Treating Complex Regional Pain Syndrome (CRPS)
Treatment for complex regional pain syndrome (CRPS) starts with therapy that teaches you ways to move the affected body part. But if your pain prevents this therapy, you may have other treatment first. The sooner you get any type of treatment, the more likely you are to get better.
Physical, occupational, and hand therapy
Physical, occupational, and hand therapy aim to improve movement, build strength, and reduce pain. Which therapy you have depends on which part of your body is affected by RSD. The goal of therapy is to help you to learn ways to use the affected part as normally as possible. For instance, if RSD affects your leg and foot, you may work with a therapist to walk more. Or if you’ve lost some hand or arm use, you may learn exercises to regain some of that function.
Treatment also may include desensitization. This includes rubbing different textures on the injured part. Heat or cold also may be used. Treatment can help you get used to things touching your hand or foot. This may help reduce pain in the long term.
Your healthcare provider may advise certain treatments for your symptoms. The goal is to reduce your pain and to get you moving again. Treatment may include:
Medicines taken by mouth to ease nerve pain (such as gabapentin). Or medicines to reduce sympathetic nerve activity (such as phenoxybenzamine).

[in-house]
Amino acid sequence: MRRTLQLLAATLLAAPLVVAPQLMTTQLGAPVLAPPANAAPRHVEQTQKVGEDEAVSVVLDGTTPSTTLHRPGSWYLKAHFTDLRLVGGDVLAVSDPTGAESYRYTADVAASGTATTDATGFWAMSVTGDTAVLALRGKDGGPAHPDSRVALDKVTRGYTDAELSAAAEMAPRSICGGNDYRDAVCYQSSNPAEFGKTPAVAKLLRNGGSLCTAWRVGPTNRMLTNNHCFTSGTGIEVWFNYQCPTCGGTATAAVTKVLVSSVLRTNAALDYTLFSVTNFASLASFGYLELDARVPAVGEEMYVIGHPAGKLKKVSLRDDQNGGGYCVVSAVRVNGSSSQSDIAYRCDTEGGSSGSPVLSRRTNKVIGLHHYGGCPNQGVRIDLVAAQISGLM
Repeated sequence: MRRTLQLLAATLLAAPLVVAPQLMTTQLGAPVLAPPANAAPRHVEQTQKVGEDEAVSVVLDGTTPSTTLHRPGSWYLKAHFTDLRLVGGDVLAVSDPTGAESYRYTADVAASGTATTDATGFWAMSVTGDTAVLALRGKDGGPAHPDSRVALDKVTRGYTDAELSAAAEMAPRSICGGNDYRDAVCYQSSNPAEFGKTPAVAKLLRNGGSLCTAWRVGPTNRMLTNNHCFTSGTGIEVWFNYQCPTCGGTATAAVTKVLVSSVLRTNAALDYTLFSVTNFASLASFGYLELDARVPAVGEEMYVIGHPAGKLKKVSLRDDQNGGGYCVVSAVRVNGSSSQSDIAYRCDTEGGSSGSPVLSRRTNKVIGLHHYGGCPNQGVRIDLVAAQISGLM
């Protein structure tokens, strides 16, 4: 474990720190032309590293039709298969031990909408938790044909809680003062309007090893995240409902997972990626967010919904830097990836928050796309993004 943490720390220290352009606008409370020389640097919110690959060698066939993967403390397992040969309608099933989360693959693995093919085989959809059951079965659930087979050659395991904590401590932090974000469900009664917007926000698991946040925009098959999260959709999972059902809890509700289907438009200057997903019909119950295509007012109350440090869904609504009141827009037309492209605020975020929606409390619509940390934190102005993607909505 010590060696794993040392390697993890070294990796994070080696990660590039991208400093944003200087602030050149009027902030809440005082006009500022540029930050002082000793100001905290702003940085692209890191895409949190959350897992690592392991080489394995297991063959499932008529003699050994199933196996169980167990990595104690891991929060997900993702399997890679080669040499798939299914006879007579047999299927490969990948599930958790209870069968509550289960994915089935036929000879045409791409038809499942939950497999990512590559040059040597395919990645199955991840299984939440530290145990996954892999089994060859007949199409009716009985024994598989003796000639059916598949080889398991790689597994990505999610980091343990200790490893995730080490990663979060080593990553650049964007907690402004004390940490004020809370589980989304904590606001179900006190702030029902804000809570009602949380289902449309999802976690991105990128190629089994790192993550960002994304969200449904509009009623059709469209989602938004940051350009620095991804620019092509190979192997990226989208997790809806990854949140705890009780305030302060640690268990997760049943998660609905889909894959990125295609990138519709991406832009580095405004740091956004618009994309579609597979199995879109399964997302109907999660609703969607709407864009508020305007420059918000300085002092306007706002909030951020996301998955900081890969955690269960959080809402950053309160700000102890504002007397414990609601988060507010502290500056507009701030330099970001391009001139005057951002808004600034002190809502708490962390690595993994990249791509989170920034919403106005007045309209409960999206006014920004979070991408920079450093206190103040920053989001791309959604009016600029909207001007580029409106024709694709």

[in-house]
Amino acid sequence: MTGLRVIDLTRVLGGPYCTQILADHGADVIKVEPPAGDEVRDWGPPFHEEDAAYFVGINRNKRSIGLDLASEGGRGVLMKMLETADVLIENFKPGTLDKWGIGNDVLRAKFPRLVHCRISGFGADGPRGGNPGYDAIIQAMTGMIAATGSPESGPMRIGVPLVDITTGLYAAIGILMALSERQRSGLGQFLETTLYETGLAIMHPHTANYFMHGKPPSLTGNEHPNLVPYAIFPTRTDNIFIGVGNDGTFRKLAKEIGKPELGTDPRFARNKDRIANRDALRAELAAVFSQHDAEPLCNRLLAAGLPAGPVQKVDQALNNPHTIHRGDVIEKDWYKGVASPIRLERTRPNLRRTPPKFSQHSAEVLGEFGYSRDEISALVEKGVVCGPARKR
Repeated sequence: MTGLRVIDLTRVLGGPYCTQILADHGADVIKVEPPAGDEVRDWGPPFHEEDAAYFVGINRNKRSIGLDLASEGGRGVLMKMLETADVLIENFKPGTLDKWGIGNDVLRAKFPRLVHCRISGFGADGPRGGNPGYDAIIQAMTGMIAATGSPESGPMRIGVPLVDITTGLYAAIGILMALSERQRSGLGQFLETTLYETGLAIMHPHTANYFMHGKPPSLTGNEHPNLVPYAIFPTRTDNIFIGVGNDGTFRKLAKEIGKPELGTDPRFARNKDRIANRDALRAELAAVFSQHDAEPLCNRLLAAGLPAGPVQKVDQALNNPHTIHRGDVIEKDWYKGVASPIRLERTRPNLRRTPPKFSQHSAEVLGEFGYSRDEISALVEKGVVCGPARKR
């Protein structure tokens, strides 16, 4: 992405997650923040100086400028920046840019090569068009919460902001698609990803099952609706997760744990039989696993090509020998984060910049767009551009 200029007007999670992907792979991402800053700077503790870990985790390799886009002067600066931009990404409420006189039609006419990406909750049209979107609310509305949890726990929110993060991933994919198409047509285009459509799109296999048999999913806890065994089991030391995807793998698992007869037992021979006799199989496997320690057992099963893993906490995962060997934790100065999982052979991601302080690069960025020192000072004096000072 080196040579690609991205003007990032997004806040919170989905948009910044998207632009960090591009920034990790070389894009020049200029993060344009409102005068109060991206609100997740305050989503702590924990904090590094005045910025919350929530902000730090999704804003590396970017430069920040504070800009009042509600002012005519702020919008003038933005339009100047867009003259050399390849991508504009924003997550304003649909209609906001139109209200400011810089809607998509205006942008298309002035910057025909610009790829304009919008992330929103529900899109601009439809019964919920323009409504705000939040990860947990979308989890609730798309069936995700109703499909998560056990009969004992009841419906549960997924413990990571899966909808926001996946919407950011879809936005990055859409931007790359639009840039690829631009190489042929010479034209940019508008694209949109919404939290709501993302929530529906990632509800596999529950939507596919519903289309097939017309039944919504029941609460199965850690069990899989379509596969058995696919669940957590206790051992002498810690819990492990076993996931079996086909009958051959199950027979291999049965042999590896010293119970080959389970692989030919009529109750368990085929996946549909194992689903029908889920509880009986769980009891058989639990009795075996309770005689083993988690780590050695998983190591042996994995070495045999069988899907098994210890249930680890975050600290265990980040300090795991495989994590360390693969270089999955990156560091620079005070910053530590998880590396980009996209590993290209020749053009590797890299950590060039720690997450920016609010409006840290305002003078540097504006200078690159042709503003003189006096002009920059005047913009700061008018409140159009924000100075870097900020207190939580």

Corticosteroids and other anti-inflammatory medicines
Lidocaine patches or other topical medicines
Nerve blocks to stop pain signals
Spinal cord stimulators to send electrical signals that block pain
Sympathectomy to destroy an autonomic nerve that might add to the pain. This is done either by chemical injection or surgery.
Electroacupuncture may help treat early, mild cases
Botulinum shots in some cases
Treatment of depression or other psychological disorders in some cases
CRPS is complex and painful. You may feel depressed or angry about having it. Psychological therapy and CRPS support groups may help you deal with those feelings. Other treatment also may help you cope. Biofeedback, for instance, can make you more aware of your body’s pain signals. This may help you learn how to control pain and the stress it may cause.